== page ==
Shinto Gates

Shinto Gates

The next shot is from the grounds of the Toufukuji temple in Kyoto. Kyoto was the capital of Japan for a thousand years or so until the 1860’s and is just oozing with culture. Shot number 522, is of some concrete Torii gates stacked up closely forming a path to a shrine. I shot this with my 20D and a 100mm F2.8 Macro lens at F5.6 for 1/80 of a second, ISO 100. I chose the 100mm focal length for this shot to emphasize the stacking effect. This kind of breaks the pattern of harsh lighting too, as these gates were in the shade. In this case, the shadows on the inner side of the gate pillars helps to differentiate them. The overall feeling of the shot is much less dynamic though, and much more serene. Maybe this is helped by the religious connotations once you know what these are.

Anyway, there you have a number of real-world examples to help illustrate some ways of using repeating patterns in your images to add interest and give a slightly different edge. Often ending up somewhat abstract, these shots can still tell a story about the surroundings or even cultural aspects of the location. There are a fair few more repeating pattern images on my site, and I’ve only talked about 5 of them today. I’ll add a link to the show notes to enable you to list all shots available. Of course, I’m not suggesting you just copy these shots, but if you get some ideas for your own work, that will be great.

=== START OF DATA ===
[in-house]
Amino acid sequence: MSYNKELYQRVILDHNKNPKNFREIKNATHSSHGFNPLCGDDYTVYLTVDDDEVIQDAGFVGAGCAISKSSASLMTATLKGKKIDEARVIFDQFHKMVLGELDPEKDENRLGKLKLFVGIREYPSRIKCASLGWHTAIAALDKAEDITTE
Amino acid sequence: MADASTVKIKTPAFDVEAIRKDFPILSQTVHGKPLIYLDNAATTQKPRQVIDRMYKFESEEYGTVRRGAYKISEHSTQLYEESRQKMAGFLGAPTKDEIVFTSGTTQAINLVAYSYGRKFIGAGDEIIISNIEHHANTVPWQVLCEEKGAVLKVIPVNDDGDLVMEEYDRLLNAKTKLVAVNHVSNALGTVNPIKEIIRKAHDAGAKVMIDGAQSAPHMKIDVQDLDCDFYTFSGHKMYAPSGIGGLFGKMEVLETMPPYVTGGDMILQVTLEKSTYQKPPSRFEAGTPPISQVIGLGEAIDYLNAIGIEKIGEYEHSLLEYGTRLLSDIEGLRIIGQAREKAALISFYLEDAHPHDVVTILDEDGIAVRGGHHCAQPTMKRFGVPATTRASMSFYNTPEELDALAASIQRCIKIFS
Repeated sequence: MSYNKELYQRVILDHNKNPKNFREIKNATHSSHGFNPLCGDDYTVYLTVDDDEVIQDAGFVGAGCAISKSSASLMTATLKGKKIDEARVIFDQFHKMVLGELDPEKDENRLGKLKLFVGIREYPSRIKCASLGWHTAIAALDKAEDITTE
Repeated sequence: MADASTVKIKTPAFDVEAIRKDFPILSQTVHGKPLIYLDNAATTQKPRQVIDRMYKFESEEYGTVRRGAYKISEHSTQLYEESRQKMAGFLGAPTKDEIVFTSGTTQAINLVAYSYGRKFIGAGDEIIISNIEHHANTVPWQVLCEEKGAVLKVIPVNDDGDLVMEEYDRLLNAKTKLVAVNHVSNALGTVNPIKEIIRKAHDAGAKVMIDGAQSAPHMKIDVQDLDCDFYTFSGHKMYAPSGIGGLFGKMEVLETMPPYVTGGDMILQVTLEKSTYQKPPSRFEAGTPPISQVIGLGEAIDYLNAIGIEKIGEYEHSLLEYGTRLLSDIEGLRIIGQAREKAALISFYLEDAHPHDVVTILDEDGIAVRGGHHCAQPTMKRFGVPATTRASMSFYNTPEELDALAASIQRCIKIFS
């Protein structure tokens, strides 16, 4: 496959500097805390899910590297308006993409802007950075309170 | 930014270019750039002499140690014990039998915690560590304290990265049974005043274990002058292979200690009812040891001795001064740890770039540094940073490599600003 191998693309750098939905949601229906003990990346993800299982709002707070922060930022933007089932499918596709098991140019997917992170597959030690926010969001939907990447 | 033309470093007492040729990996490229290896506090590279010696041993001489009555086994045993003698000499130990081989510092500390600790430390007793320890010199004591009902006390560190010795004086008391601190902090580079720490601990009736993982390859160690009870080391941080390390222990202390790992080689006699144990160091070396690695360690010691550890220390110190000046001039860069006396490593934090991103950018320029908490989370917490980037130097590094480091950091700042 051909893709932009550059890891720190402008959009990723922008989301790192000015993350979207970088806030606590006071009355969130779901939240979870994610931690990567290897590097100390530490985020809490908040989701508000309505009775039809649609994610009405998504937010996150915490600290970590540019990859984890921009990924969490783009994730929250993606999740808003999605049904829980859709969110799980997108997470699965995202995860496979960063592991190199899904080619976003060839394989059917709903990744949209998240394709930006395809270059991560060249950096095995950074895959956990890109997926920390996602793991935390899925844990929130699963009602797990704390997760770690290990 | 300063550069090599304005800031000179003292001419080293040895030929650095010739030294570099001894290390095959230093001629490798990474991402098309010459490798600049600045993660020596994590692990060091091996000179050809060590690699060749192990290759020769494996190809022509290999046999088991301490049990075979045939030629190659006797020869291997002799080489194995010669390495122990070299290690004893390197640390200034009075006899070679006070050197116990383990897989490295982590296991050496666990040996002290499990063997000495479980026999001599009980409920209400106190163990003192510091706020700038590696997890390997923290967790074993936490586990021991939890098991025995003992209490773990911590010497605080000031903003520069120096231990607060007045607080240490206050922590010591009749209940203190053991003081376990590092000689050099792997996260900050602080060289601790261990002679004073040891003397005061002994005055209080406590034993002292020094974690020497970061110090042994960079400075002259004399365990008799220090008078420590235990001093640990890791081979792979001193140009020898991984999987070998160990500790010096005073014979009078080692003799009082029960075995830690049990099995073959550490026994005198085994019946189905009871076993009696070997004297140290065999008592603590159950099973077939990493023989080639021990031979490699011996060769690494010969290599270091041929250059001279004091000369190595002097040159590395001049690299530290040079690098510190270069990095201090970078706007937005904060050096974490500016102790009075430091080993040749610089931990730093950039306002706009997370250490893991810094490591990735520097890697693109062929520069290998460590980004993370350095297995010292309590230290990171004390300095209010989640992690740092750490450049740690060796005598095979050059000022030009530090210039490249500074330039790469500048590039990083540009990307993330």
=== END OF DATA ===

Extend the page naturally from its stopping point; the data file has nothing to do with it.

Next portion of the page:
So that’s it for this week’s main topic, and I just need to do a bit of housekeeping before we close. Last week many of you that frequent the web site will know that I upgraded the Gallery and Forum software. There are no real changes to the site from a visitor’s perspective, really just a number of security updates in the Forum and a few changes like being able to order my images in the gallery how I want. One change that will make a difference for member’s if you mark any images as Favourites in the gallery. They are now stored in the database, as opposed to a cookie, which means that you will no longer loose your favourites when you clear you cookies.

Now, there are currently two problems as a result of the upgrades. Firstly, it seems that the way members’ sessions are controlled has changed in the forum, and so people may have problems logging in, or activating their accounts if they registered before the upgrade and then try to activate the account after the upgrade. If you are having problems logging in, please clear out your browser’s cookie cash, and try again. Or if you know how to view the individual cookies with your browser, you can just delete the ones, there should be two, that are created using in the cookie’s filename. I have mailed a few people that I saw were in this position, if there is anyone else out there that has registered before Saturday the 28th of January, and you are having problems activating your account, please mail me using the Contact Form on the Podcast page or the one linked from the top page. When you fill out the Contact Form, please enter the mail address you used to register in the mail address field, and provide the user name or screen name that you registered with. Once I can validate your email address, I will activate your account for you.